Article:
Arrested and charged with second-degree possession of marijuana on Friday night in Tuscaloosa, San Francisco 49ers linebacker Reuben Foster could face repercussions outside the legal system.
Second-degree possession is generally considered as having a small amount of marijuana for personal use and is a Class A misdemeanor in Alabama. Last week, WBC heavyweight champion Deontay Wilder was ordered to perform 60 hours of community service at the YMCA after being arrested in Tuscaloosa for second-degree possession of marijuana.
But the charges also could end up affecting Foster’s contract, bank account and availability.
On Monday, Ian Rapoport of NFL Network told KNBR-AM in San Francisco that, based on precedent, the arrest could result in a one-game suspension for Foster.
The arrest also could void the guarantee in Foster’s rookie contract.
After being selected from Alabama with the 31st pick in the 2017 NFL Draft, Foster signed a four-year, $9,035,568 contract with San Francisco, which included $7,677,444 in guaranteed money.
According to the sports financial web site overthecap.com, the guaranteed portion of Foster’s contract included the signing bonus of $4,711,320, base salaries of $465,000 in 2017, $875,708 in 2018 and $1,286,416 in 2019, and $339,000 of the 2020 base salary of $1,697,124. That amounts to $2,501,124 that San Francisco would be obligated to pay Foster even if he never played another game of football.
But Joel Corry of CBS Sports reported Foster’s contract includes a clause that strips out the guarantee if he’s fined by the NFL for an infraction involving substances of abuse.
That doesn’t mean Foster won’t get the money. His contract will remain in place, but he’ll have to complete it to get all the money if the guarantee becomes void.
While Rapoport cites a one-game suspension as recent precedent and USA Today’s database on NFL arrests shows players arrested for personal-use amounts of marijuana receiving that punishment, the NFL Policy and Program on Substances of Abuse doesn’t have a one-game suspension among its penalties.
The one-game suspensions might have been dispensed through the league’s personal-conduct policy.
If Foster is penalized under the NFL’s substance-abuse policy, he’s most likely facing a fine. But that would depend on where he is in the policy’s intervention program, and a player’s place in the NFL drug program is confidential.
Why would Foster even be in the program already?
NFL players can enter Stage 1 of the league’s intervention program via a positive test result, behavior (which can be indicated by an arrest) and self-referral.
At last year’s NFL Scouting Combine, Foster had a diluted urine sample, which the league treats as a positive – or failed – test. The NFL automatically red-flags diluted results as an attempt to skirt the testing for drugs, including performance-enhancing drugs, which fall under another NFL policy.
Foster said the sample was the result of drinking large amounts of water and Gatorade trying to recover quickly from an illness that had made him nauseous and incontinent.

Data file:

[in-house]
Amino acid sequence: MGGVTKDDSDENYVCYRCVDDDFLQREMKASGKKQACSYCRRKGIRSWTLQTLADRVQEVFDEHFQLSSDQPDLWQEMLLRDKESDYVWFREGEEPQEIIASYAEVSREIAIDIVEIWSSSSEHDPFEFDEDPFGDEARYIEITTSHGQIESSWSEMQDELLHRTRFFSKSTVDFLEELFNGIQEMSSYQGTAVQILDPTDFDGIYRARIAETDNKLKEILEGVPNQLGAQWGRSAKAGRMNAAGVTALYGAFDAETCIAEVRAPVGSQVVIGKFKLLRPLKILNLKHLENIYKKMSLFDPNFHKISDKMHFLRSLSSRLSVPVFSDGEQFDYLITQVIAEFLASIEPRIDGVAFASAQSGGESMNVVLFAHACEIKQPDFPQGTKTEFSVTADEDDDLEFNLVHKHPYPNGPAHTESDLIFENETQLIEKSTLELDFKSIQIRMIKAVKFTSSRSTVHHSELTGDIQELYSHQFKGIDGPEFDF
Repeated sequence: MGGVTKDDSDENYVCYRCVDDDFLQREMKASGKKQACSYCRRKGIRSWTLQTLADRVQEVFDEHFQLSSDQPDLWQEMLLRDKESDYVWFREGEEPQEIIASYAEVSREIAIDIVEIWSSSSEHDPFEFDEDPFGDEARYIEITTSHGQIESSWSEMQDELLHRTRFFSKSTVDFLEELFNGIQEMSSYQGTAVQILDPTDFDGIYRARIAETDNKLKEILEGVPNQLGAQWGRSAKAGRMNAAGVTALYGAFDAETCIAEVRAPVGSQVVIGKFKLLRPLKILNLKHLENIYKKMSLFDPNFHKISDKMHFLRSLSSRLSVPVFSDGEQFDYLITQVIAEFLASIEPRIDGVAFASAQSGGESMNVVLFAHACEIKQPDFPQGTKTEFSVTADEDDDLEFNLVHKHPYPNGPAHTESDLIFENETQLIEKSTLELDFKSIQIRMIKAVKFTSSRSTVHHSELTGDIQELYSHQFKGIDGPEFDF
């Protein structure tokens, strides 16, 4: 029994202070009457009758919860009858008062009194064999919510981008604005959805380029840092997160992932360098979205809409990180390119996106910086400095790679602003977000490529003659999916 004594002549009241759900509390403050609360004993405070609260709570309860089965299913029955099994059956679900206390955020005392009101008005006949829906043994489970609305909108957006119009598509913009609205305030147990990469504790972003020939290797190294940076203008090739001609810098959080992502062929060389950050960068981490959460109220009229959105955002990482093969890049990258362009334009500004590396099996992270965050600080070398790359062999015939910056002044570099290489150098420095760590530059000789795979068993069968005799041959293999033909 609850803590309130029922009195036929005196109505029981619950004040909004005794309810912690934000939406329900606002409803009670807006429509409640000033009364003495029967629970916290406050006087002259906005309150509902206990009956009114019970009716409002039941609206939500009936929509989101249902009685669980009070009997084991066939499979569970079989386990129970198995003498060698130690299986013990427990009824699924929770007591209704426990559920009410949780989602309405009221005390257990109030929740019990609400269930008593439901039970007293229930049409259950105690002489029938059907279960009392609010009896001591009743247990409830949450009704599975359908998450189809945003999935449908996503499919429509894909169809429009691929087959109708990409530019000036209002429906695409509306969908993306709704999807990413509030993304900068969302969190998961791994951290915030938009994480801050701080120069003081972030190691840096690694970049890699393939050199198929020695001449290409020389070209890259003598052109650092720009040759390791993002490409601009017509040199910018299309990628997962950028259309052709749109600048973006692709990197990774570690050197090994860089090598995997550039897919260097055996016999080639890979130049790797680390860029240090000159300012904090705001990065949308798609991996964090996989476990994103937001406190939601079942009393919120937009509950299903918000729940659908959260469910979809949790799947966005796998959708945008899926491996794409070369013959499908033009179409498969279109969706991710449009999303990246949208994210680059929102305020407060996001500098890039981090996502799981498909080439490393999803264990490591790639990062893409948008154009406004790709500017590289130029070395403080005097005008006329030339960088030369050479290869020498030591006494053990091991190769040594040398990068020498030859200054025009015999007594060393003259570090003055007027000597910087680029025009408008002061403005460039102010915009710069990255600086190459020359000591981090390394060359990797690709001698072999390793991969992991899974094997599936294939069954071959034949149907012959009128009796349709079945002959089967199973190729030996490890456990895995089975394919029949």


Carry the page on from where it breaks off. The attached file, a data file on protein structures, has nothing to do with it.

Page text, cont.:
A complicating factor for the NFL in deciding its course of action concerning Foster is the difference in marijuana laws in Alabama, where he was arrested, and in California, where he works. California is one of the eight states that have legalized marijuana for personal use, but Alabama is not.
Adding to the possible upheaval around Foster this week was the loss of assistant coach Ken Norton Jr., who is headed to Seattle to become the Seahawks’ defensive coordinator, according to reports on Wednesday.
Norton never worked with Foster. The former NFL linebacker had spent the previous three seasons as the defensive coordinator for the Oakland Raiders.
But Norton lost his job when the Raiders replaced head coach Jack Del Rio with Jon Gruden, and San Francisco hired him on Nov. 8 with the title of assistant head coach – defense/inside linebackers, and it sounded as though he’d been brought in to work with Foster.
“(San Francisco defensive coordinator Robert Saleh) just made it clear that they have a young player, similar to the Bruce (Irvin) situation — very talented, could really do a lot of special things — and there’s no person that he’d like to teach him than myself,” Norton said last week.
Norton hadn’t met with Foster when he sat down for an interview with NBC Sports Bay Area after being hired by San Francisco, but he described the linebacker as “fast, smart, productive, around the ball, passionate, all the things that you expect good linebackers to do, hits really hard, really physical.”
“From everything on the surface, looks really good,” Norton said. “But you never know. You never can judge a book by its cover. So you have to see exactly what he’s made of and what his motivation is.”
Despite missing six full games, Foster still finished as San Francisco’s second-leading tackler in the 2017 season – five tackles behind team leader Dontae Johnson’s 77.
Foster suffered an ankle injury in his first NFL game and missed the next five contests. When the former Auburn High School star returned, he sustained a rib injury that caused him to miss another game. But Foster started every game for San Francisco in the second half of the season.
The 49ers posted a 6-2 record in those games after losing all eight of their contests in the first half of the season.